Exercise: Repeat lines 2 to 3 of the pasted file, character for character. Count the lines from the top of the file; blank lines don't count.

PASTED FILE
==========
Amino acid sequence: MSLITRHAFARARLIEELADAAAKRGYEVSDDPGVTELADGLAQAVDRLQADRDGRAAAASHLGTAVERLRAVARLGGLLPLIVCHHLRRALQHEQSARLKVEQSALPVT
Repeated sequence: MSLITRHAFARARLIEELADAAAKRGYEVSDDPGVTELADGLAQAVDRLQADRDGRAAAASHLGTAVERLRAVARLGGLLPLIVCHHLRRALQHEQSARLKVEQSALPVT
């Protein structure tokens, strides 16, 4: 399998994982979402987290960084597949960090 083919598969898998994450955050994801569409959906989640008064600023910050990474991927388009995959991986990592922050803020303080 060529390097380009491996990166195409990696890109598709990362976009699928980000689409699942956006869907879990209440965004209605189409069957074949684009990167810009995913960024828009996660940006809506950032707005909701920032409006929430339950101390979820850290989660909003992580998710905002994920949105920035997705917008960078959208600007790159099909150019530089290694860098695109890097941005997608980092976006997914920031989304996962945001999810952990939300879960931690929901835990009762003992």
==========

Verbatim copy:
Repeated sequence: MSLITRHAFARARLIEELADAAAKRGYEVSDDPGVTELADGLAQAVDRLQADRDGRAAAASHLGTAVERLRAVARLGGLLPLIVCHHLRRALQHEQSARLKVEQSALPVT
């Protein structure tokens, strides 16, 4: 399998994982979402987290960084597949960090 083919598969898998994450955050994801569409959906989640008064600023910050990474991927388009995959991986990592922050803020303080 060529390097380009491996990166195409990696890109598709990362976009699928980000689409699942956006869907879990209440965004209605189409069957074949684009990167810009995913960024828009996660940006809506950032707005909701920032409006929430339950101390979820850290989660909003992580998710905002994920949105920035997705917008960078959208600007790159099909150019530089290694860098695109890097941005997608980092976006997914920031989304996962945001999810952990939300879960931690929901835990009762003992």